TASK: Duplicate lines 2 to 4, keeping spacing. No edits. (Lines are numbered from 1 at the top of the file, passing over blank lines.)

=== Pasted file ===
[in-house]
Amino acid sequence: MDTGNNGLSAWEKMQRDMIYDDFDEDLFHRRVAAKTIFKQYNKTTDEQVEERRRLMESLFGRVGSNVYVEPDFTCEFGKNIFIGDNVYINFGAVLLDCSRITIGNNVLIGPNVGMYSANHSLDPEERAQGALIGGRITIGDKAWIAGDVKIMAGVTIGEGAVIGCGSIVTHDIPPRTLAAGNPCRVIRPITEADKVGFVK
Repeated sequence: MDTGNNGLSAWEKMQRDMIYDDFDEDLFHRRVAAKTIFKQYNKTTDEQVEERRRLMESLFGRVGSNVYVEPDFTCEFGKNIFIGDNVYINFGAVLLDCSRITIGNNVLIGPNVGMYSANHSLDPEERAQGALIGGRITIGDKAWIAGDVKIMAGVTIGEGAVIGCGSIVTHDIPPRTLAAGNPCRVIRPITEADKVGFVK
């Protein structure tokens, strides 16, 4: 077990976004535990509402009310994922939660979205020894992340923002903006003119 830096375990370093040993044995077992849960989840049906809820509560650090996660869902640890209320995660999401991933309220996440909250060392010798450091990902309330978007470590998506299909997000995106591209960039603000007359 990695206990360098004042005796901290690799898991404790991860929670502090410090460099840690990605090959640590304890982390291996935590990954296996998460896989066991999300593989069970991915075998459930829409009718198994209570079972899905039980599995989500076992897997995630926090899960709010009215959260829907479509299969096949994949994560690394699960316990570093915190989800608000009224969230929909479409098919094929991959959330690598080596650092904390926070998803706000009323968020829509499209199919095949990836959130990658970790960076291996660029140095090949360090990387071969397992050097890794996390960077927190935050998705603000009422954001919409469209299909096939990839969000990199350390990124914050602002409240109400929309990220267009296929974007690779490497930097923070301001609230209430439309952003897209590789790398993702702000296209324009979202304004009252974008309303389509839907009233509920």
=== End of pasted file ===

Amino acid sequence: MDTGNNGLSAWEKMQRDMIYDDFDEDLFHRRVAAKTIFKQYNKTTDEQVEERRRLMESLFGRVGSNVYVEPDFTCEFGKNIFIGDNVYINFGAVLLDCSRITIGNNVLIGPNVGMYSANHSLDPEERAQGALIGGRITIGDKAWIAGDVKIMAGVTIGEGAVIGCGSIVTHDIPPRTLAAGNPCRVIRPITEADKVGFVK
Repeated sequence: MDTGNNGLSAWEKMQRDMIYDDFDEDLFHRRVAAKTIFKQYNKTTDEQVEERRRLMESLFGRVGSNVYVEPDFTCEFGKNIFIGDNVYINFGAVLLDCSRITIGNNVLIGPNVGMYSANHSLDPEERAQGALIGGRITIGDKAWIAGDVKIMAGVTIGEGAVIGCGSIVTHDIPPRTLAAGNPCRVIRPITEADKVGFVK
């Protein structure tokens, strides 16, 4: 077990976004535990509402009310994922939660979205020894992340923002903006003119 830096375990370093040993044995077992849960989840049906809820509560650090996660869902640890209320995660999401991933309220996440909250060392010798450091990902309330978007470590998506299909997000995106591209960039603000007359 990695206990360098004042005796901290690799898991404790991860929670502090410090460099840690990605090959640590304890982390291996935590990954296996998460896989066991999300593989069970991915075998459930829409009718198994209570079972899905039980599995989500076992897997995630926090899960709010009215959260829907479509299969096949994949994560690394699960316990570093915190989800608000009224969230929909479409098919094929991959959330690598080596650092904390926070998803706000009323968020829509499209199919095949990836959130990658970790960076291996660029140095090949360090990387071969397992050097890794996390960077927190935050998705603000009422954001919409469209299909096939990839969000990199350390990124914050602002409240109400929309990220267009296929974007690779490497930097923070301001609230209430439309952003897209590789790398993702702000296209324009979202304004009252974008309303389509839907009233509920």